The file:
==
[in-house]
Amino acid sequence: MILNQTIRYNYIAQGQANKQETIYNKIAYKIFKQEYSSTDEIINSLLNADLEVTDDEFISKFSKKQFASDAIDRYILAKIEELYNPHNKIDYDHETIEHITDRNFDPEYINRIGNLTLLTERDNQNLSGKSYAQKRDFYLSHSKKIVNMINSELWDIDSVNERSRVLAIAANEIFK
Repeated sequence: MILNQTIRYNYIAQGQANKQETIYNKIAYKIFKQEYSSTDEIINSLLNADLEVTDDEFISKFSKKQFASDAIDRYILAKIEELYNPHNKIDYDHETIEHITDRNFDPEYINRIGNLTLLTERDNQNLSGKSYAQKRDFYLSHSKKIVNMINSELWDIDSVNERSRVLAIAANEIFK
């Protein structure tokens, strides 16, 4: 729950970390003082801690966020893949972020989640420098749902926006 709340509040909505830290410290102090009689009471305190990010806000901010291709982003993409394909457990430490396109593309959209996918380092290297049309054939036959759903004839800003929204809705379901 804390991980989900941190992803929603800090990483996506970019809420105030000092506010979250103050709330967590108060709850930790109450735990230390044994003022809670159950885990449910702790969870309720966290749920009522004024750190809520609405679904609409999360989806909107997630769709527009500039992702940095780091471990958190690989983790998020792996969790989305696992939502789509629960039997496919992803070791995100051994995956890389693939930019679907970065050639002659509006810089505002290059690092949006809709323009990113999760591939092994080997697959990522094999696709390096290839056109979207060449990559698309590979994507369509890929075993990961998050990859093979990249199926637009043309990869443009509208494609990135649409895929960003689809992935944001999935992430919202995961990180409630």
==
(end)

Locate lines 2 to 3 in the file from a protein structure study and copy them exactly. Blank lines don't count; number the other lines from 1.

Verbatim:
Amino acid sequence: MILNQTIRYNYIAQGQANKQETIYNKIAYKIFKQEYSSTDEIINSLLNADLEVTDDEFISKFSKKQFASDAIDRYILAKIEELYNPHNKIDYDHETIEHITDRNFDPEYINRIGNLTLLTERDNQNLSGKSYAQKRDFYLSHSKKIVNMINSELWDIDSVNERSRVLAIAANEIFK
Repeated sequence: MILNQTIRYNYIAQGQANKQETIYNKIAYKIFKQEYSSTDEIINSLLNADLEVTDDEFISKFSKKQFASDAIDRYILAKIEELYNPHNKIDYDHETIEHITDRNFDPEYINRIGNLTLLTERDNQNLSGKSYAQKRDFYLSHSKKIVNMINSELWDIDSVNERSRVLAIAANEIFK